Applications to join the police force have quadrupled since the minimum height restriction was canceled and mainland recruitment was allowed, Security Minister Chris Tang Ping-keung said.
Tang said in a Legislative Council security panel meeting yesterday that applications for police inspectors doubled in May.
“We believe this is due to our updates in height, weight and vision test restrictions,” he said. “An inch shorter than the requirements will not affect job performance. We want to make sure they are qualified before we let them graduate from the police academy.”
The minimum height of 163 centimeters and weight of 50 kilograms for male candidates and 152 centimeters and 42 kilograms for women were scrapped on 5 May. Applicants must also wear corrective lenses in the visual acuity test.
A written test consisting of 60 multiple choice questions was introduced to allow candidates who did not reach Level 2 of the Diploma of Secondary Education in Chinese and English to achieve equivalent qualifications.
Since November, the force has organized police university recruitment (mainland) in major cities in China. Recruitment lectures were held for Hong Kong students studying in the mainland, along with on-site recruitment.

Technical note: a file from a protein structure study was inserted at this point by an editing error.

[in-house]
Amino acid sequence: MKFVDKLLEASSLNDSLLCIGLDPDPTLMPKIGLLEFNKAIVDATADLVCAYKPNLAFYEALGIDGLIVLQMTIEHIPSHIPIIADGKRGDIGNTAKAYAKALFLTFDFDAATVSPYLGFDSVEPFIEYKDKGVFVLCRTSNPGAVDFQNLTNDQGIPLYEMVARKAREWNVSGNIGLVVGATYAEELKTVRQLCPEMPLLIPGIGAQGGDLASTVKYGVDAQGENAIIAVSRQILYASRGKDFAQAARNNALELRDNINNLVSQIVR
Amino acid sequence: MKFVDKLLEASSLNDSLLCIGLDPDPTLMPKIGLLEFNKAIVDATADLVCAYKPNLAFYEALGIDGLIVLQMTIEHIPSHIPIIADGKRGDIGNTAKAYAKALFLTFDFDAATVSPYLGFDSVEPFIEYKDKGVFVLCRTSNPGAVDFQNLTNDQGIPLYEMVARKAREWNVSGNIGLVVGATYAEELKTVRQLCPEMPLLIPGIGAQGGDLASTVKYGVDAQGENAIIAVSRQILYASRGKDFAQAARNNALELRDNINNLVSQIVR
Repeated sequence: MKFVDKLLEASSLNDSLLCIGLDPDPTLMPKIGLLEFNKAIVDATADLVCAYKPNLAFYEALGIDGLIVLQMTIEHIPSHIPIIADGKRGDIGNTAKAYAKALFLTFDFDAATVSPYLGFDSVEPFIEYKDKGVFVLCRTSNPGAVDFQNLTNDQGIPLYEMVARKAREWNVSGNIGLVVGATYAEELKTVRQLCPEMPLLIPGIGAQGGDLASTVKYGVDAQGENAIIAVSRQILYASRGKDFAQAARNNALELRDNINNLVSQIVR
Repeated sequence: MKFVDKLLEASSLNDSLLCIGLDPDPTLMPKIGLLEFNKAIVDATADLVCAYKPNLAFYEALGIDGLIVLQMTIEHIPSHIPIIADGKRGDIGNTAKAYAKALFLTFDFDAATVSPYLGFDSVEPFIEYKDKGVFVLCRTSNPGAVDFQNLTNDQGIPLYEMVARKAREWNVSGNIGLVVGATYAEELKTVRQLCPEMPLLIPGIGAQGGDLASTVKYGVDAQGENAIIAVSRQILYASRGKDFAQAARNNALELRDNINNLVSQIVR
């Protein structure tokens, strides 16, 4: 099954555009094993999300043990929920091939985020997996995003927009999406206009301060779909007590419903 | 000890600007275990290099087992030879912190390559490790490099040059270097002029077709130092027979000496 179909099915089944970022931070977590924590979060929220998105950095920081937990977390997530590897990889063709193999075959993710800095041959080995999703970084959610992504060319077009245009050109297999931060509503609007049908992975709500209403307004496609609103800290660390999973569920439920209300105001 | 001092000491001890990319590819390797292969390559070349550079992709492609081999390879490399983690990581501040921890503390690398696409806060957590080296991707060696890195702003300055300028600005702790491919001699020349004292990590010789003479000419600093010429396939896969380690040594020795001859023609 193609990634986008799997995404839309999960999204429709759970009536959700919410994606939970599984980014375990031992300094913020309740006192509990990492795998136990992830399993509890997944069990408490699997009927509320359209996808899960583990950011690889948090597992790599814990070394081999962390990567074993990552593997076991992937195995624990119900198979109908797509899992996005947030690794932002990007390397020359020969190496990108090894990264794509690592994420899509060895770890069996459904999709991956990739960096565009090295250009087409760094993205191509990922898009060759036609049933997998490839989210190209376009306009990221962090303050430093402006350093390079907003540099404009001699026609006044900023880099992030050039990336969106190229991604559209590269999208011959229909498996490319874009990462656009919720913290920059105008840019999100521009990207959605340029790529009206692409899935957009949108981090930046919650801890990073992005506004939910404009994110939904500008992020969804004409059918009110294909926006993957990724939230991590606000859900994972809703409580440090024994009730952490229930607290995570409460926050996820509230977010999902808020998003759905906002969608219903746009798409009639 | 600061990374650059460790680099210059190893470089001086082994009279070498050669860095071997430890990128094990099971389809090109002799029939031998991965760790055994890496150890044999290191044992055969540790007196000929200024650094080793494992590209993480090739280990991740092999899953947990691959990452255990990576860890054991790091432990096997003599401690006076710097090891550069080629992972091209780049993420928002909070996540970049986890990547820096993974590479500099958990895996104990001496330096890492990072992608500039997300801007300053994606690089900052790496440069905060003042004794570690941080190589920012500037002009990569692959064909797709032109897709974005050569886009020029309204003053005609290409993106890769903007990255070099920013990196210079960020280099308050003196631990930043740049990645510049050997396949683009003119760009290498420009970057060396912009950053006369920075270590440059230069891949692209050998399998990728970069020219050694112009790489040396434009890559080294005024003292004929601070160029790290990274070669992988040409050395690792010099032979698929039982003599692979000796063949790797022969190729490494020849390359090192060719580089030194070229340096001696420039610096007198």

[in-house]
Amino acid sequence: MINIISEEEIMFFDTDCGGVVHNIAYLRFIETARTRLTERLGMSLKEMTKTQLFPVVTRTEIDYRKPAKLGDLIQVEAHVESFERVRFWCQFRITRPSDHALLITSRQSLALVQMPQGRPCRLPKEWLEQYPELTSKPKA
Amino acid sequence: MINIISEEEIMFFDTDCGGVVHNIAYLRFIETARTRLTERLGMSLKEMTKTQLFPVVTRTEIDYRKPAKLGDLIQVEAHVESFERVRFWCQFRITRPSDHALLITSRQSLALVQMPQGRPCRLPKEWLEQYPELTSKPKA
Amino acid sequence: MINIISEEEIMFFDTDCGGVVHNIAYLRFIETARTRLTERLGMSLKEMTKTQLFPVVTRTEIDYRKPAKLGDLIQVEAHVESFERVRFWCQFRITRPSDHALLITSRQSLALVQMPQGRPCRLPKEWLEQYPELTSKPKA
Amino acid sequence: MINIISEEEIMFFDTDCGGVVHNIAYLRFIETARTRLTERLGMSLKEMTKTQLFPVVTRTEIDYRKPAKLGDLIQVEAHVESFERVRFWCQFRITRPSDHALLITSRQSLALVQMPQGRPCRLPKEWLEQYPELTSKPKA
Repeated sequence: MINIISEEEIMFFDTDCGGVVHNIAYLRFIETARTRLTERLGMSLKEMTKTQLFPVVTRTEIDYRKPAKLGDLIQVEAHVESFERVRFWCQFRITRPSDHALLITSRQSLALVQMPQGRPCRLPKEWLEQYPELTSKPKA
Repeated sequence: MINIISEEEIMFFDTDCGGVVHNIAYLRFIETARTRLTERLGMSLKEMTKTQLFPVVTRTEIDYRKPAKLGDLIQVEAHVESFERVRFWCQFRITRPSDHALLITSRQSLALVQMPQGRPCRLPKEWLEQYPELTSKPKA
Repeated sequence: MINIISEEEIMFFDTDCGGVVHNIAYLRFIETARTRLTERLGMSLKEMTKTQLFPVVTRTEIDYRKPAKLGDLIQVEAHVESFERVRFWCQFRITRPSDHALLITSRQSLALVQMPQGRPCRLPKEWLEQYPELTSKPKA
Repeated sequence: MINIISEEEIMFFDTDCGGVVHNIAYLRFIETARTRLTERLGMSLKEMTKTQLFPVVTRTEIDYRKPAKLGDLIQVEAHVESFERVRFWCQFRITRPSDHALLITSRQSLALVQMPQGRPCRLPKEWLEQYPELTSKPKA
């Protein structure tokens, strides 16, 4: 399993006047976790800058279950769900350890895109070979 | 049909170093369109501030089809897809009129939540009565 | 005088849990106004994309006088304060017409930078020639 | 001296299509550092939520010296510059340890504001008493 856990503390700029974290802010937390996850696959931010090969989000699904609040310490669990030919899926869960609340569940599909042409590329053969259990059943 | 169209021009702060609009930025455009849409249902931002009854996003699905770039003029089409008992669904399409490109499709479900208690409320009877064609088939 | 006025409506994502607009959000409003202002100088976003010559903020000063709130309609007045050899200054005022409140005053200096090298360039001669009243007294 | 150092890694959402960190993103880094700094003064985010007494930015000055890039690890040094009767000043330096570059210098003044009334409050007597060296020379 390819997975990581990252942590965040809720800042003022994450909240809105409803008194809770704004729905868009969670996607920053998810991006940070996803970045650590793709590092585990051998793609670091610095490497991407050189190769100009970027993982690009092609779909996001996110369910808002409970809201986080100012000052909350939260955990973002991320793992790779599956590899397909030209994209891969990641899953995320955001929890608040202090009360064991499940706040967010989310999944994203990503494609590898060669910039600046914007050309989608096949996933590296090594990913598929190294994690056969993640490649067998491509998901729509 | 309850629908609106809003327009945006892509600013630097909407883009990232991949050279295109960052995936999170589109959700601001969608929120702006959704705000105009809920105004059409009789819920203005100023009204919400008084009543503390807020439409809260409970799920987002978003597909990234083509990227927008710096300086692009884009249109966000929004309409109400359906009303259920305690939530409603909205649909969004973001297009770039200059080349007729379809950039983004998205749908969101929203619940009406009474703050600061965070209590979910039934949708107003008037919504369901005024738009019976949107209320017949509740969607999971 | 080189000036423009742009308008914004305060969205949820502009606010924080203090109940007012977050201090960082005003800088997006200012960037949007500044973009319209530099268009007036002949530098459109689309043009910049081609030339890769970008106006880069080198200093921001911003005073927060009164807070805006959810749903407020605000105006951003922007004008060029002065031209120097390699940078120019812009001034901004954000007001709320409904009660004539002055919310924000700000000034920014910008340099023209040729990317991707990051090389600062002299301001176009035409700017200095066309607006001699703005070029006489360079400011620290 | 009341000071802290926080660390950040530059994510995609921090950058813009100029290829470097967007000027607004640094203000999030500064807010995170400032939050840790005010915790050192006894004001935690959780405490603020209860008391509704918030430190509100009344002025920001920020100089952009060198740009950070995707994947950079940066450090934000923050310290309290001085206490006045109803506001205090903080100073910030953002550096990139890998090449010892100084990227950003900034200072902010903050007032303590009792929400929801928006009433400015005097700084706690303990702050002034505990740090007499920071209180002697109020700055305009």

Around 2,300 students from mainland universities participated, and 477 applications were received. Of these, 123 students passed the selection process.
Legco member Ambrose Lam San-keung said the younger generation harbored a misunderstanding of the police and hopes the force will take care of that in its recruitment strategies.
Tang said police will encourage students to participate through mentoring programs in high schools and universities. Various channels such as social media are also used to promote the force.
“Police-community relations are starting to normalize. We will continue to build the positive image of the police force, such as rolling out promotional videos,” he said.
The police will go into schools to carry out promotion and communicate with citizens to avoid stigmatizing the force.
According to the Security Bureau, vacancies in disciplinary services were at 12.1 percent last year, with more than 2,020 employees lost, 770 of whom resigned.
The force has the most vacancies. It has an unemployment rate of 17.8 percent with more than 5,900 vacancies at the end of March.